Ozersky on the other hand gives me no reason to believe this was a one time gaffe, and as you've pointed out he has experience as an editor, so he has to have known he was doing something wrong.

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I said before that I was too busy to thumb through magazines for examples, but I came across one by chance last night.

 

Alan Richman, for GQ magazine, traveling the country to examine "ethical" foods. He raves about the produce at Satur Farms, is cooked an ethical fish dinner by Le Bernardin, and so on and on.

 

- There is no "disclosure" in the article.

 

- Clearly he wasn't anonymous; the article is good publicity for the growers and chefs involved.

 

- Richman may have paid his own way at every stage and been reimbursed by the magazine later.*

 

- He may well not have.

 

I know where my money is. Let me emphasize that I don't think Richman is doing anything wrong here. But this is a restaurant critic (much more so than Josh), praising food which (I assume) was provided free by individuals who (I assume) knew they would be featured in a GQ article. (Some of the chefs involved in Josh's wedding have said they did not know about the Time piece).

 

Now, we can say that a wedding is a wedding and a field trip is a field trip, and contrast the cost. But what exactly is Richman doing right here which Josh did wrong?

 

*In which case this is a bad example.

 

Yes in this case it's a bad example. I know for a fact that he paid for one of the meals he researched as part of this article. They knew he was coming to do a piece, but there was no discussion of comps. He came, he ate, he paid. I don't know of the rest but I have no reason to assume any different.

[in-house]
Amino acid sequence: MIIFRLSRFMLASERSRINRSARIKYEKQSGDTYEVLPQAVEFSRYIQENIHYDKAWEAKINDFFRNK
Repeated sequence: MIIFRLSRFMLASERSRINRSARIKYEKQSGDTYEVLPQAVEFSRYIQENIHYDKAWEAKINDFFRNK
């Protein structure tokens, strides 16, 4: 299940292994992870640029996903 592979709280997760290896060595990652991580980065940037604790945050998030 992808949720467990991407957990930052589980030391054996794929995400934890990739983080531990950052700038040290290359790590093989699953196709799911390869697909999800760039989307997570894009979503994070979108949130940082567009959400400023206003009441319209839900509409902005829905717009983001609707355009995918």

I'm also with Orik on the intention thing.

 

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I am surprised that you recommend judging someone's ethics by their intentions rather than their actions.

Maybe I'm missing something, but isn't it worse to shoot someone deliberately than accidentally?

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Holly's question about the treatment of gifts as income remains interesting to me. While the classification of gifts is subject to a number of IRS procedures, I doubt the service would permit the restaurant to "contribute" $15,000 in services to a non 503 recipient as a de minimus gift. They certainly wouldn't allow the restaurant to deduct it if somebody wasn't reporting it as income. And, an aggregate of $250,000 from several givers to one recipient would absolutely get a second look